Owens donation puts old campus computers to useWritten by David J. Coehrs | | email@example.com
Old computers will help breathe new life into area non-profit organizations, thanks to donations made by Owens Community College.
In partnership with the United Way of Greater Toledo, the college will give 185 used computers to 28 agencies in Northwest Ohio. Organizations that benefit from the giveaway include Lutheran Social Services, the Northwest Ohio Chapter of the Arthritis Foundation and the Northwest Ohio Chapter of the Alzheimer’s Association.
The five-year-old refurbished computers will be donated to non-profit groups that requested them or were suggested by the United Way Volunteer Center, according to Brian Paskvan, Owens chief technology officer. He said it’s a community-minded effort to dispose of computers without worrying about toxic materials they contain.
”The motherboards and monitors have gases in them,” Paskvan said. ”All computers have toxic materials in them. We were looking for ways to reduce these toxic materials [in the environment].”
The donations solve that problem and equip the non-profit agencies with computers they likely could not afford to purchase, he added. ”They may have some life for somebody else. If they have shelf life for someone, that would be great. [The agencies] are going to have some additional capabilities that they possibly wouldn’t have had.”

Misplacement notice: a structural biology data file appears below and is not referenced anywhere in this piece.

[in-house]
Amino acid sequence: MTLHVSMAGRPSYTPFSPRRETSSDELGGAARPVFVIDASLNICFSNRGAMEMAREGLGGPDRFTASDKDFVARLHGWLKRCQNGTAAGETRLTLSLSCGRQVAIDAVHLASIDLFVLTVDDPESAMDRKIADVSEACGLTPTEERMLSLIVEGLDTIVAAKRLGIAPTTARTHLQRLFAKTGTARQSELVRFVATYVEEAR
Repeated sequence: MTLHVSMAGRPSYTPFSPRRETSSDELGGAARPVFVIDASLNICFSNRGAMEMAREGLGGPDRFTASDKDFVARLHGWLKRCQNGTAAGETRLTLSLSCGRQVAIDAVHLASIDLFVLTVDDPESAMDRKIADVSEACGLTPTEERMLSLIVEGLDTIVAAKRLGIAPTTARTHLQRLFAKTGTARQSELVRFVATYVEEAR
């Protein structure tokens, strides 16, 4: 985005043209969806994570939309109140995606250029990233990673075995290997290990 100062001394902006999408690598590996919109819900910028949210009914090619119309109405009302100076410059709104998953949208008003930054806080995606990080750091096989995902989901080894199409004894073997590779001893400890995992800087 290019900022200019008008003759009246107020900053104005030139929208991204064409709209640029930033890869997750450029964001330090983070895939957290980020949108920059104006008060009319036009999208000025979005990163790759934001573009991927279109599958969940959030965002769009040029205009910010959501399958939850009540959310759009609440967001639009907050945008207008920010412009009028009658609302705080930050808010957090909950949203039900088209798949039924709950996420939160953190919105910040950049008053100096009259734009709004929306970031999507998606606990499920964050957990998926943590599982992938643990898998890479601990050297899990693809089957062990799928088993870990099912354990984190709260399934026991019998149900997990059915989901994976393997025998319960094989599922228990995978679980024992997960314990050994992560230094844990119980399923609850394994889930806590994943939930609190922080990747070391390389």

Paskvan said Owens typically purchases about 300 computers each year to replace others which become obsolete for the college’s purposes. There are about 2,000 computers on campus.
”It’s a tremendous way for us to make sure that the entire community is involved and gets support,” said Bill Kitson, CEO of United Way. ”You’re going to find organizations that truly need them. Using the volunteer center as a mechanism to distribute computers is a pretty smart thing to do.”
Nancy Yunker, president of Lutheran Social Services, said the organization received 10 computers, to be used at its resource centers, the Rosa Morgan Adult Care Center, and the central office on Collingwood Boulevard.
”It is extremely expensive for any sort of non-profit organization to upgrade,” said Yunker. ”We are very grateful for the community support of our agency through the donation of computers.”
The Make-A-Wish Foundation will be awarded five computers, to be used for the agency’s newsletter and daily business.
”We’re just happy to get them,” said Jay Salvage, executive director. ”Any non-profit is hard-pressed for funding. Any time we can get a donation of this type is appreciated.”
Paskvan said he hopes the
donation will be an annual event.